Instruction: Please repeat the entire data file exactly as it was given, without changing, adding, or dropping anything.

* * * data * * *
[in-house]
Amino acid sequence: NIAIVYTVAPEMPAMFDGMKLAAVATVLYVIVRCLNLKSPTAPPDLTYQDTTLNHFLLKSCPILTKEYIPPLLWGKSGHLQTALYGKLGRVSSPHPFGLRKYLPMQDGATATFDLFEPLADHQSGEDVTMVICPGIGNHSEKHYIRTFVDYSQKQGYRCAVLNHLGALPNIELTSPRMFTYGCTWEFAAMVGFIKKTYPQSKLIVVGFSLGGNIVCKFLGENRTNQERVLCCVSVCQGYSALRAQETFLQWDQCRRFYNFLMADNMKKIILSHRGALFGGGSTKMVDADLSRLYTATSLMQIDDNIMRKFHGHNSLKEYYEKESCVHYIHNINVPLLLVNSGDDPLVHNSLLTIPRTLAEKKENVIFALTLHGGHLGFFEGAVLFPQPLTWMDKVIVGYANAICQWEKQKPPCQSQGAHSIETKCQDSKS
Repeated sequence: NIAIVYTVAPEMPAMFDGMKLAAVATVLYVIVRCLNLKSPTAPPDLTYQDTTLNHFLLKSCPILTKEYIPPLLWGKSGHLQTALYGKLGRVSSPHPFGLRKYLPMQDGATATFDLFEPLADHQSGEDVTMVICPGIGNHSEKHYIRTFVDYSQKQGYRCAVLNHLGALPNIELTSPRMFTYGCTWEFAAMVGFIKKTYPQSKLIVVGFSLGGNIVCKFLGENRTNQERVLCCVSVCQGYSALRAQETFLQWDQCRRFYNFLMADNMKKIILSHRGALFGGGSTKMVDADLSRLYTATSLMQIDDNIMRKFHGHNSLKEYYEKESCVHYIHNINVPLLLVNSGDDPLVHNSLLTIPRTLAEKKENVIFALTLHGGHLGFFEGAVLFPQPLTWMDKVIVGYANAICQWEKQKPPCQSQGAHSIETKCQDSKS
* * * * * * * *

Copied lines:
[in-house]
Amino acid sequence: NIAIVYTVAPEMPAMFDGMKLAAVATVLYVIVRCLNLKSPTAPPDLTYQDTTLNHFLLKSCPILTKEYIPPLLWGKSGHLQTALYGKLGRVSSPHPFGLRKYLPMQDGATATFDLFEPLADHQSGEDVTMVICPGIGNHSEKHYIRTFVDYSQKQGYRCAVLNHLGALPNIELTSPRMFTYGCTWEFAAMVGFIKKTYPQSKLIVVGFSLGGNIVCKFLGENRTNQERVLCCVSVCQGYSALRAQETFLQWDQCRRFYNFLMADNMKKIILSHRGALFGGGSTKMVDADLSRLYTATSLMQIDDNIMRKFHGHNSLKEYYEKESCVHYIHNINVPLLLVNSGDDPLVHNSLLTIPRTLAEKKENVIFALTLHGGHLGFFEGAVLFPQPLTWMDKVIVGYANAICQWEKQKPPCQSQGAHSIETKCQDSKS
Repeated sequence: NIAIVYTVAPEMPAMFDGMKLAAVATVLYVIVRCLNLKSPTAPPDLTYQDTTLNHFLLKSCPILTKEYIPPLLWGKSGHLQTALYGKLGRVSSPHPFGLRKYLPMQDGATATFDLFEPLADHQSGEDVTMVICPGIGNHSEKHYIRTFVDYSQKQGYRCAVLNHLGALPNIELTSPRMFTYGCTWEFAAMVGFIKKTYPQSKLIVVGFSLGGNIVCKFLGENRTNQERVLCCVSVCQGYSALRAQETFLQWDQCRRFYNFLMADNMKKIILSHRGALFGGGSTKMVDADLSRLYTATSLMQIDDNIMRKFHGHNSLKEYYEKESCVHYIHNINVPLLLVNSGDDPLVHNSLLTIPRTLAEKKENVIFALTLHGGHLGFFEGAVLFPQPLTWMDKVIVGYANAICQWEKQKPPCQSQGAHSIETKCQDSKS